Plastic ream-wraps of paper

Sometime in the latter part of the 20th century paper manufacturers began wrapping their reams of paper in plastic film. Previously they used a good stout paper, sometimes waxed or lacquered on one side to add moisture resistance. A flap at the end was easily lifted up, a finger slid between the wrappers and the glue quickly broken. Nearly every time the entire wrapper could be removed. I was in the print trade at the time. (I still am, but on a small, short-run, scale.) It was not uncommon for one of the longer print runs to provide 100 sheets of really good quality wrapping paper. We had space to store it. We used it to wrap finished jobs and other packages. At one stage, twety years ago, we had a pile a metre high. Now it is down to a hand-span, or so. It hurt me when visiting other print shops to see the wraps torn off and scrunched into the waste bin. (Maybe that is not done now that recycling is more popular, and waste disposal for tradesmen is chargeable.) Occasionaly customers comment on our saintly recycling, but we did it for economy. It was a freeby. Clean brown wrapping paper does cost a little.

Then the manufacturers saw the advantages of plastic wraps ~ strong ~ easy to apply by machines from long rolls ~ damp-proof ~ contents visible for all to see. My gripe (which they ignored - I did write and moan) was that they were in the paper-making trade. That is how ream wraps are packed to this day. As with DVD shrink wraps the plastic wraps are not easy to remove. Some manufacturers apply "can be resealed" labels ~ great idea ~ they never worked. The easy-lift flap was sucurely stuck down ~ the wrap tore instead of neatly opening ~ some plastics although very strong are exceedingly weak and likely to tear if a tiny scratch starts, so the idea of re-sealing is dead.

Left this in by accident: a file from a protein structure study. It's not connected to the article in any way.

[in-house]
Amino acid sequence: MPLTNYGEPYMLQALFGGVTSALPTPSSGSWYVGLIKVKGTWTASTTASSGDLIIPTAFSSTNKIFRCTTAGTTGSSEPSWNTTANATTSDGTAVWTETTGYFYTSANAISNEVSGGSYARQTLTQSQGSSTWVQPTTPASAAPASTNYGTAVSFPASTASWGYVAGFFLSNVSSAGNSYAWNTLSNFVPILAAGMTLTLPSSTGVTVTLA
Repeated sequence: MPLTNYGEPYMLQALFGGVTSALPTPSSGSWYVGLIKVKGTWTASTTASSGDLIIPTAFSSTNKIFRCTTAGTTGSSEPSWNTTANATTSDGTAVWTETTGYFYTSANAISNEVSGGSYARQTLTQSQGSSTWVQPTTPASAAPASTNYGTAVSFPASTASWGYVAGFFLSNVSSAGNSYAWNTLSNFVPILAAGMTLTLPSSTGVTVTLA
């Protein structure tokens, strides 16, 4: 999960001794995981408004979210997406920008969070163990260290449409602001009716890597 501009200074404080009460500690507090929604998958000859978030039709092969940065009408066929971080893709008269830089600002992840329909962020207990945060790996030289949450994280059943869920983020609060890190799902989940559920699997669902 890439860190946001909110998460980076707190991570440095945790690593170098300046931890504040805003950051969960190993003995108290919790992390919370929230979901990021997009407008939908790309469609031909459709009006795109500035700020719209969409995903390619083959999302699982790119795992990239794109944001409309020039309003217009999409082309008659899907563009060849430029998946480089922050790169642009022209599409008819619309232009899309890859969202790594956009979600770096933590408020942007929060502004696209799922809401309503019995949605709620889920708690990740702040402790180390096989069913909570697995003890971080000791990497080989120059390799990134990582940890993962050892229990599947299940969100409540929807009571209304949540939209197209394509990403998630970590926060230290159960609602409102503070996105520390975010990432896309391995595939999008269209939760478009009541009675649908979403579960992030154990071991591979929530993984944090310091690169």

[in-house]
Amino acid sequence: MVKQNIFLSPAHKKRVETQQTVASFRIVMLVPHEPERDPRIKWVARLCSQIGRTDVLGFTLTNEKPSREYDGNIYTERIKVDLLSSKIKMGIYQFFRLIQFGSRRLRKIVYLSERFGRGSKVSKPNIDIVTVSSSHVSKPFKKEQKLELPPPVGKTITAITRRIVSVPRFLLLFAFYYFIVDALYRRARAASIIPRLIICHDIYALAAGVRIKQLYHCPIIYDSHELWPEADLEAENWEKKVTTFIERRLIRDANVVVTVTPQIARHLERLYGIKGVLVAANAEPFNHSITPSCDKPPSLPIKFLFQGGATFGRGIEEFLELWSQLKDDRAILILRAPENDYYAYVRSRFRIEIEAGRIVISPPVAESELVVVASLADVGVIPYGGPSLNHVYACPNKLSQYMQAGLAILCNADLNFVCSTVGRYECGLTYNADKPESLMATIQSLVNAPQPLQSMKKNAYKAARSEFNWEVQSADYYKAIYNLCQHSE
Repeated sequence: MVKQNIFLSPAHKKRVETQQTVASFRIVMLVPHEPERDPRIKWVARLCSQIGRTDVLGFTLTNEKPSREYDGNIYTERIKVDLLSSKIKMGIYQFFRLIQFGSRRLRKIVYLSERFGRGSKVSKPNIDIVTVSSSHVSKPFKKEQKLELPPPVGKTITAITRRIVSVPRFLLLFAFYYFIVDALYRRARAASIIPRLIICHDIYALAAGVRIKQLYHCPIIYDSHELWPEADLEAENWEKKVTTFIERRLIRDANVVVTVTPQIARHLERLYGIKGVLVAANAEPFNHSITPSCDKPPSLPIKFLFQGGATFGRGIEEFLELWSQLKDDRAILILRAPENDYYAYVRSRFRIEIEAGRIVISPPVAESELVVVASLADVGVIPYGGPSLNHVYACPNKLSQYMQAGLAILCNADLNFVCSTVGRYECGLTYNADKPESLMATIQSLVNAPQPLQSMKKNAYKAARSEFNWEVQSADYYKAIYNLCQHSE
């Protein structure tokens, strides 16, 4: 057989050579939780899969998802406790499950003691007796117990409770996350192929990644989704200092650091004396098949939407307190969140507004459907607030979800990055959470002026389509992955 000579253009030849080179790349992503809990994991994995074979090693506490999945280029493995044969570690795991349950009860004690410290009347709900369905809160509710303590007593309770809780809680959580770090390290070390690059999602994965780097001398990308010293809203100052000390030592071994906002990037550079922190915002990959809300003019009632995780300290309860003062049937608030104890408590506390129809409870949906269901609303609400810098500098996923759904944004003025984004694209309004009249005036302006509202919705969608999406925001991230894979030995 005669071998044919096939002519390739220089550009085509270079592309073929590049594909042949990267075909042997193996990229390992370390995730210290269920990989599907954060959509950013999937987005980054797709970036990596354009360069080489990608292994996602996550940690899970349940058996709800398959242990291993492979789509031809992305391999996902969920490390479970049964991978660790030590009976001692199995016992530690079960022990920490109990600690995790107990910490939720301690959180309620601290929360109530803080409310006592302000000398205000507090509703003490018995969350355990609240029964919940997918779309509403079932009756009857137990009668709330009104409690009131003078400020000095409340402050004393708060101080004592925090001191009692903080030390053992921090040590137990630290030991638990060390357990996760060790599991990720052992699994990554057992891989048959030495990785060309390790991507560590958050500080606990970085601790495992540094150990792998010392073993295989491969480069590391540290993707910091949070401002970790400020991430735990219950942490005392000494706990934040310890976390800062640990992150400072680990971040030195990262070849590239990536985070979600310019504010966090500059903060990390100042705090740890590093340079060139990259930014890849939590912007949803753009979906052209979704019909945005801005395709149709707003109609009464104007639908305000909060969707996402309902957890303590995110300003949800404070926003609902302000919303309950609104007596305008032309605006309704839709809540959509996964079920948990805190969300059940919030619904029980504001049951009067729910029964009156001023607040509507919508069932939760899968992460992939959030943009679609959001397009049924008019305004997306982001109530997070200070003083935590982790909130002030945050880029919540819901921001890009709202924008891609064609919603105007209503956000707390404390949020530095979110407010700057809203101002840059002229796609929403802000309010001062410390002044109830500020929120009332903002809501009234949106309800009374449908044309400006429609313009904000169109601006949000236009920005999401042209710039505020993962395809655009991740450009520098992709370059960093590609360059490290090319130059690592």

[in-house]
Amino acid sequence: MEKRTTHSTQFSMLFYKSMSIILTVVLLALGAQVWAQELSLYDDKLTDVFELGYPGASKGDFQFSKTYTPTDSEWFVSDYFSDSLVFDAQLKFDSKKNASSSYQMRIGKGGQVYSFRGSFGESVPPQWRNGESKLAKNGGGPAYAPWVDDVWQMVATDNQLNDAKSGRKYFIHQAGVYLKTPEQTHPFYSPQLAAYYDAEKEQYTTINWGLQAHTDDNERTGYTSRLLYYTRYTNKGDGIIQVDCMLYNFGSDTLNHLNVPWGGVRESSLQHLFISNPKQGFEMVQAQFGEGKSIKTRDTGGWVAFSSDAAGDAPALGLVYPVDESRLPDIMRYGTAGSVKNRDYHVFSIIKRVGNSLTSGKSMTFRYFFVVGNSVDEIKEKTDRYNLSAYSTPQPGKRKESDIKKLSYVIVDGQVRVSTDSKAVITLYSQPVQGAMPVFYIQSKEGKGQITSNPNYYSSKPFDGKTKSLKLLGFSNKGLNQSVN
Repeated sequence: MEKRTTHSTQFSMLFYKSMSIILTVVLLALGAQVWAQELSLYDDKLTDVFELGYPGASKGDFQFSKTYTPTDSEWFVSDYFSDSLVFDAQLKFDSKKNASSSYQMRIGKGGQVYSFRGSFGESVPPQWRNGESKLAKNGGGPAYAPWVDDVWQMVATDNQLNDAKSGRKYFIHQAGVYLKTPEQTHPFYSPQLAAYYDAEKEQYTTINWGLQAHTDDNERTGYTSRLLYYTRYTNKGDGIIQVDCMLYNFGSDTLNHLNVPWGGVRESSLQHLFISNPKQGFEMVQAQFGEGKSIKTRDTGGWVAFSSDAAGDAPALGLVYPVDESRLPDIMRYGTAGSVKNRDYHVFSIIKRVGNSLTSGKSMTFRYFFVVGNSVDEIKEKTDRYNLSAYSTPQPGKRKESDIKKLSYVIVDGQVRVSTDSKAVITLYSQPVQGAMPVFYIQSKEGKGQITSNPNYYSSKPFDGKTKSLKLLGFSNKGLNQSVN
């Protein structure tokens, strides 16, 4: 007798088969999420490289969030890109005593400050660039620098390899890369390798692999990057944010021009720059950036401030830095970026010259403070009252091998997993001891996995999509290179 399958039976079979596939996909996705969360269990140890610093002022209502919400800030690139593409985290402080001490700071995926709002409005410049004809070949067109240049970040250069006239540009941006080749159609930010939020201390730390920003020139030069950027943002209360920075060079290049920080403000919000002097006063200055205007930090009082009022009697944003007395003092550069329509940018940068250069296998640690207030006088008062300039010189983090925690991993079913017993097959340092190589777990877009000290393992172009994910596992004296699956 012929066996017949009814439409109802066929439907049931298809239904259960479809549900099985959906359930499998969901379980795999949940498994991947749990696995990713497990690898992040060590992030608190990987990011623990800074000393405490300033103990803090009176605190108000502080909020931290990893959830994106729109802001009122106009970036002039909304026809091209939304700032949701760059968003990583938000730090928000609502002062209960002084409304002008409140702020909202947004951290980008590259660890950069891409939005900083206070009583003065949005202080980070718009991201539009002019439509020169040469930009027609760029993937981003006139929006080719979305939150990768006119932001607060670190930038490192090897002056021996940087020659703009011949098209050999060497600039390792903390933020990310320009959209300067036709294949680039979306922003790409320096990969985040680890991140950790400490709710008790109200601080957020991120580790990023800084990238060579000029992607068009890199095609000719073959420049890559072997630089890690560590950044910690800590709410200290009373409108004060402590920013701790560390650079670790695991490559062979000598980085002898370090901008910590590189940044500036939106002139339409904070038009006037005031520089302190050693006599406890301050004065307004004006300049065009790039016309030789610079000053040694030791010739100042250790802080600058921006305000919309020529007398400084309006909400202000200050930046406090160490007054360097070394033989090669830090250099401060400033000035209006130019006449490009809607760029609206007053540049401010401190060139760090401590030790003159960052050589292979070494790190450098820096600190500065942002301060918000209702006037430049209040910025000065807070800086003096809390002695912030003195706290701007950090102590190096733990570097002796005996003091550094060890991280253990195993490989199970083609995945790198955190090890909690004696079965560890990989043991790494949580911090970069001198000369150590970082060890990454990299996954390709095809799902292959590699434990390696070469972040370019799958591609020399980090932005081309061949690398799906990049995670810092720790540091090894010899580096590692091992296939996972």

Nowadays the plastic flaps are now so securely stuck down that it is almost impossible to open them. I do have a note [113013] on what to do, and not to do.

Until an international ban on plastics arrives (this is written in 2019) they are unlikely to change, although some manufacturers still use paper wrappers. So I've had my rant. It may have some effect, somewhere.

I have finally to confess ~ once opened the ream wrap has to be kept clean and flat. Office printing machines do not like wrinkled paper, and it easy to bend a corner. Once we used cardboard storgae boxes. Now we use strong plastic boxes with lids. In our defence ~ please suggest something else ~ they will see out my lifetime as multi-use-items ~ they will be disposed of thoughtfully, by whoever has that chore.






Valid CSS!

Web services by ...
or contact ...
End of file